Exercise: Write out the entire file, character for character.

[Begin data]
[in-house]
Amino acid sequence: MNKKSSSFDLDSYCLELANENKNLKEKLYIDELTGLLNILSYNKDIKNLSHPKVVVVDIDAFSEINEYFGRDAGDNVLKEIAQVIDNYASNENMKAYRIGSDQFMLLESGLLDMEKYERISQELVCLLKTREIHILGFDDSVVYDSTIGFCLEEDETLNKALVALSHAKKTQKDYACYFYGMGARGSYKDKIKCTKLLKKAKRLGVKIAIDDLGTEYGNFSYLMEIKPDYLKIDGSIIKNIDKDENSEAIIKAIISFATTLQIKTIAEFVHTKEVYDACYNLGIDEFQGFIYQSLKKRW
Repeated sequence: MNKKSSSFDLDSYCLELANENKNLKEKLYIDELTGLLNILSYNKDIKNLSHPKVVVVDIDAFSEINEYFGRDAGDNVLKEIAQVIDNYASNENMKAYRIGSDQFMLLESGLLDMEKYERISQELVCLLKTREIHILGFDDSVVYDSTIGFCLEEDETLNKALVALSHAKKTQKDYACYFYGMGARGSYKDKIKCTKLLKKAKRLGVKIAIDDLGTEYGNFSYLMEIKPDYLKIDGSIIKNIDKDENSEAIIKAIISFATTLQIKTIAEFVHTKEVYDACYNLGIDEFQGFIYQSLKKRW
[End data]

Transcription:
[in-house]
Amino acid sequence: MNKKSSSFDLDSYCLELANENKNLKEKLYIDELTGLLNILSYNKDIKNLSHPKVVVVDIDAFSEINEYFGRDAGDNVLKEIAQVIDNYASNENMKAYRIGSDQFMLLESGLLDMEKYERISQELVCLLKTREIHILGFDDSVVYDSTIGFCLEEDETLNKALVALSHAKKTQKDYACYFYGMGARGSYKDKIKCTKLLKKAKRLGVKIAIDDLGTEYGNFSYLMEIKPDYLKIDGSIIKNIDKDENSEAIIKAIISFATTLQIKTIAEFVHTKEVYDACYNLGIDEFQGFIYQSLKKRW
Repeated sequence: MNKKSSSFDLDSYCLELANENKNLKEKLYIDELTGLLNILSYNKDIKNLSHPKVVVVDIDAFSEINEYFGRDAGDNVLKEIAQVIDNYASNENMKAYRIGSDQFMLLESGLLDMEKYERISQELVCLLKTREIHILGFDDSVVYDSTIGFCLEEDETLNKALVALSHAKKTQKDYACYFYGMGARGSYKDKIKCTKLLKKAKRLGVKIAIDDLGTEYGNFSYLMEIKPDYLKIDGSIIKNIDKDENSEAIIKAIISFATTLQIKTIAEFVHTKEVYDACYNLGIDEFQGFIYQSLKKRW